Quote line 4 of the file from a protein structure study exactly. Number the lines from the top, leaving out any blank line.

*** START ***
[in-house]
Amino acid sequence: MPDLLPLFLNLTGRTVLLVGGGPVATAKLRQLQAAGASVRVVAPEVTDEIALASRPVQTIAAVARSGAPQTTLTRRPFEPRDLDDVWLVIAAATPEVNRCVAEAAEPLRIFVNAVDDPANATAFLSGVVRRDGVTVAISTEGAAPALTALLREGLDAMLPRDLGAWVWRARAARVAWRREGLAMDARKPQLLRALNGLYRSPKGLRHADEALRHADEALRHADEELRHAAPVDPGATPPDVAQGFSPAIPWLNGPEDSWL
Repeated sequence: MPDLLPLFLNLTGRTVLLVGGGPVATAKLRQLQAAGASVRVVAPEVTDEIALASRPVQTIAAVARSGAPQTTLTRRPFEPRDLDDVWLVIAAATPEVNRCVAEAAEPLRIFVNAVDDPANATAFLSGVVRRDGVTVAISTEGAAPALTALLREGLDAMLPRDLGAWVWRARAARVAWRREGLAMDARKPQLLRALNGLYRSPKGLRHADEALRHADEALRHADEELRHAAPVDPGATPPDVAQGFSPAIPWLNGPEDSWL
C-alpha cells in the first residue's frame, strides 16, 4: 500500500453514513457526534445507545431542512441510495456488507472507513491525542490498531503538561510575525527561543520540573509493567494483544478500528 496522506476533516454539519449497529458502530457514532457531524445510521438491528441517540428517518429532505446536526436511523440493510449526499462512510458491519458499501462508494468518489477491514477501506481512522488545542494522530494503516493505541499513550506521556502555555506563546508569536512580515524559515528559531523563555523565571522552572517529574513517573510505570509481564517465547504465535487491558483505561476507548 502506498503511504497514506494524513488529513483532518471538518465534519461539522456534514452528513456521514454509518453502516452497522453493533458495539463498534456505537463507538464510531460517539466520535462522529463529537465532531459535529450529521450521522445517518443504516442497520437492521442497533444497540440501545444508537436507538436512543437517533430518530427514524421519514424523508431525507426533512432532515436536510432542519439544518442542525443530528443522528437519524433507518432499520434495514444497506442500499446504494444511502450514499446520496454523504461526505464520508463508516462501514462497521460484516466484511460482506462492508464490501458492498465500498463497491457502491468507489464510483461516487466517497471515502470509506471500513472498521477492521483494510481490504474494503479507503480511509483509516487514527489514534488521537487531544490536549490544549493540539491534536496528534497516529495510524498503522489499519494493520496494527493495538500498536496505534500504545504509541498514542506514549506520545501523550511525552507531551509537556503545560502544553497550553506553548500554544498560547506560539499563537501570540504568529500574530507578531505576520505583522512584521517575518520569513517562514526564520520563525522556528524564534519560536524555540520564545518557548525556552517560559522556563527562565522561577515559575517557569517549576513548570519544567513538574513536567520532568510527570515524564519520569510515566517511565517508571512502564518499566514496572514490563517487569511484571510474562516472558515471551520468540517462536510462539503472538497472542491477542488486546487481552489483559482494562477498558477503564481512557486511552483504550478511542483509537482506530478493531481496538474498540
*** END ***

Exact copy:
C-alpha cells in the first residue's frame, strides 16, 4: 500500500453514513457526534445507545431542512441510495456488507472507513491525542490498531503538561510575525527561543520540573509493567494483544478500528 496522506476533516454539519449497529458502530457514532457531524445510521438491528441517540428517518429532505446536526436511523440493510449526499462512510458491519458499501462508494468518489477491514477501506481512522488545542494522530494503516493505541499513550506521556502555555506563546508569536512580515524559515528559531523563555523565571522552572517529574513517573510505570509481564517465547504465535487491558483505561476507548 502506498503511504497514506494524513488529513483532518471538518465534519461539522456534514452528513456521514454509518453502516452497522453493533458495539463498534456505537463507538464510531460517539466520535462522529463529537465532531459535529450529521450521522445517518443504516442497520437492521442497533444497540440501545444508537436507538436512543437517533430518530427514524421519514424523508431525507426533512432532515436536510432542519439544518442542525443530528443522528437519524433507518432499520434495514444497506442500499446504494444511502450514499446520496454523504461526505464520508463508516462501514462497521460484516466484511460482506462492508464490501458492498465500498463497491457502491468507489464510483461516487466517497471515502470509506471500513472498521477492521483494510481490504474494503479507503480511509483509516487514527489514534488521537487531544490536549490544549493540539491534536496528534497516529495510524498503522489499519494493520496494527493495538500498536496505534500504545504509541498514542506514549506520545501523550511525552507531551509537556503545560502544553497550553506553548500554544498560547506560539499563537501570540504568529500574530507578531505576520505583522512584521517575518520569513517562514526564520520563525522556528524564534519560536524555540520564545518557548525556552517560559522556563527562565522561577515559575517557569517549576513548570519544567513538574513536567520532568510527570515524564519520569510515566517511565517508571512502564518499566514496572514490563517487569511484571510474562516472558515471551520468540517462536510462539503472538497472542491477542488486546487481552489483559482494562477498558477503564481512557486511552483504550478511542483509537482506530478493531481496538474498540